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The Montreal Wanderers were a Canadian ice hockey team that existed between 1903 and 1918. The team played in four different associations; the Federal Amateur Hockey League (1903 to 1905), the Eastern Canadian Amateur Hockey Association (1905-1909), National Hockey association (1909 to 1917) and the National Hockey League (1917-1918). They were based at the Westmount Arena in Montreal.
How did the Montreal Wanderers Start up?
The team joined the Federal Amateur Hockey League (FAHL) as a charter member in 1903 along with other teams that had been rejected by the Canadian Amateur Hockey League (CAHL). The franchise formed as a result of fallout within the Montreal Hockey Club, a successful team which had won the Stanley Cup in 1902/1903 season. The ‘Wanderers’ nickname had been used by at least four amateur Montreal teams before 1903.
The Wanderers in Competition
The Wanderers were a very successful team especially during their early years. During their very first year, they challenged for the Stanley Cup. They played to a 5-5 deadlock with the legendary Ottawa Green Silvers, but unable to agree on a suitable venue for the second game, they forfeited the series. Two years later, they came up against the same opponent in the Stanley Cup, this time winning 12-10 over the two game series to lift the coveted trophy. They then defeated the New Glasgow Cubs by an aggregate of 17-5 in 1907 to retain the Stanley Cup. In 1908 they won a third straight Stanley Cup and extended this run to four after winning the 1909 version.
Beginning the 1909/10 season, the Wanderers went professional as ECAHA was dissolved and reformed into the Canadian Hockey Association. However, the Wanderers were expelled from the new league and went to the start up National Hockey Association. The Wanderers were dominant from the outset and finished the season with an 11-1 record and a colossal 91 goals to win the NHA Championship. They then went on to reclaim the Stanley Cup by beating the Berlin Dutchmen. In 1910/11, the Wanderers were only able to finish fourth with a dismal 7-9 record as many of their star players began to age. They then finished third in the 1911/1912 season with a 9-9 record. A second place finish in 1912/1913 season with a 10-10 record would be followed by a disappointing 7-13 for fifth in 1913/14.
They had a realistic chance of making the Stanley cup in 1914/1915 but they lost a first place tie breaker 4-1 to the Ottawa Senators for the rights to challenge the Vancouver Millionaires. In 1915/16 they could only manage a 10-14 record to finish fifth. Plagued by injuries, they dropped further down the ladder the next season, as they finished dead last with a 5-15 record in 1916/17. The Wanderers hierarchy would engineer another reform of the league, this time changing the NHA into the NHL. Their short lived stint in the NHL would be one to forget however. At some point, with the Wanderers understaffed due to players leaving for the war, they had to borrow players from other teams to fill their roster. Things then went from bad to worse when their rink and all their equipment was destroyed by a fire. The Wanderers were unable to complete the season having amassed a terrible 1-5 record.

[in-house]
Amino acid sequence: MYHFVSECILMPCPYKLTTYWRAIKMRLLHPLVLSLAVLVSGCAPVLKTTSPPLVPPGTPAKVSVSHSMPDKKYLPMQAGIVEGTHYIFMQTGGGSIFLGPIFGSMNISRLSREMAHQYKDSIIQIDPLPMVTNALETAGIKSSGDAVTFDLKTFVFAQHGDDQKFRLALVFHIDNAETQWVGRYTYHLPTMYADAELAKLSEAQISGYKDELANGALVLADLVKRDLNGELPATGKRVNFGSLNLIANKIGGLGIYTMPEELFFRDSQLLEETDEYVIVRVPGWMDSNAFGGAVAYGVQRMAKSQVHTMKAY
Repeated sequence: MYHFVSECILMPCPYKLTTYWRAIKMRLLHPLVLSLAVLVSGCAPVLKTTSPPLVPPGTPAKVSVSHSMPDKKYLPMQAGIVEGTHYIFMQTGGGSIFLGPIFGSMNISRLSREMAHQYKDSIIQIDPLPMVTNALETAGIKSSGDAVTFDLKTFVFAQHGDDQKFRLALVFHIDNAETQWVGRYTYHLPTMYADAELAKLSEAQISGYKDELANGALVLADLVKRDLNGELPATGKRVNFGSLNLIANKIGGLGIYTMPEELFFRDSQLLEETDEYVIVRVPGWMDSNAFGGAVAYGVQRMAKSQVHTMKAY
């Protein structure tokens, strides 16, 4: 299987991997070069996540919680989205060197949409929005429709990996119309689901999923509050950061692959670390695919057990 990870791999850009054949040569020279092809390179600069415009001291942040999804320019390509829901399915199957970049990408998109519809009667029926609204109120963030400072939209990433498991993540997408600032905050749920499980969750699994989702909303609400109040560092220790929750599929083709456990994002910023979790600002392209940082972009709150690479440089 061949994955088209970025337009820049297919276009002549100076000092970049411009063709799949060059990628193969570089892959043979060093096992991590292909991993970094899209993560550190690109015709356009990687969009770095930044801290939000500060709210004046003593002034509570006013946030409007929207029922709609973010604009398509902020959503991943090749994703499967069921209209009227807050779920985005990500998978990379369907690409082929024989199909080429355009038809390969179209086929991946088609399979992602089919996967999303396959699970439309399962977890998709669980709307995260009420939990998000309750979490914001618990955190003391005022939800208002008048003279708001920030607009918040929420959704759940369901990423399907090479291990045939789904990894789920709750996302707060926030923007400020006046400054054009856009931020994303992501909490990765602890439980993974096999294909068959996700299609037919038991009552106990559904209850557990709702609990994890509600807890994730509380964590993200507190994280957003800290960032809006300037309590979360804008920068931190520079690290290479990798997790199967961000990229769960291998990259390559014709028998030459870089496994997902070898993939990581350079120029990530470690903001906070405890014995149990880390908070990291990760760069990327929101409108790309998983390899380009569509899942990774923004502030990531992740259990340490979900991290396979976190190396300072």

Montreal Wanderers’ most Notable Moments
Successive Wanderers managements had a way of coming out of coming out of disputes with their heads in the air. The team itself was formed by a rebel faction from the Montreal Hockey Club and went on to enjoy a lot of success. In 1910, then owner Jimmy Gardner decided to move Wanderers games to the smaller Jubilee Rink opening a feud with fellow ECHA owners who felt the smaller rink would reduce revenue. The other owners formed a new league, the CHA and refused Gardner’s request to join. Annoyed, he joined hands with fellow reject Ambrose O’Brien with whom they formed the NHA. The CHA would collapse barely a month later and many owners rushed to Gardner to admit their teams to the NHA. In 1918, new Wanderers owner Sam Lichtenhien led other NHA owners in throwing out Sam Livingstone the owner of the Blueshirts for unethical business practices. When Livingstone threatened to sue, Sam led the other owners in forming the NHL giving an empty shell NHA to Livingstone.
Montreal Wanderers’ Most Notable Players
Ernie Russell played for the Wanderers from 1905 to 1908 and from 1909 to 1914. He was their best forward, scoring 32 goals in their Stanley Cup winning season of 1909/1910.
Sprague Cleghorn who played for the Wanderers from 1911 to 1917 regularly top scored for the team with his best tally of 21 coming in 1914/15 season.
Harry Hyland played for the Wanderers in two stints between 1909 and 1911 and then 1912 to 1918. He formed a strong partnership with Ernie Rusell, helping the Wanderers to several league and Stanley Cup wins.
Other notable players include Odie Cleghorn, Ernie Johnson, Art Ross and Gordie Roberts.
What Happened to the Montreal Wanderers?
The events that led to the team’s demise unfolded very quickly. In their inaugural season in the NHL and with World War 1 raging, the Wanderers had to release many players including Odie Cleghorn for military duty. Other teams lent them players to help them stay afloat but the January 1918 fire is what actually hit the last nail on the Wanderers’ coffin. The fire which started in the locker rooms is believed to have been an act of arson with fingers pointed at former Toronto Blueshirts owner Eddie Livingstone.
No official inquisition into the matter was made however. The Montreal Canadiens offered to share the Jubilee Rink with the Wanderers while a similar offer from the City of Hamilton was made. However, Wanderers owner Sam Lichtenhein chose to dissolve the team because he had already lost $30,000. A subsequent attempt by a startup team to take up the ‘Wanderers’ name failed and it was named the Montreal Maroons.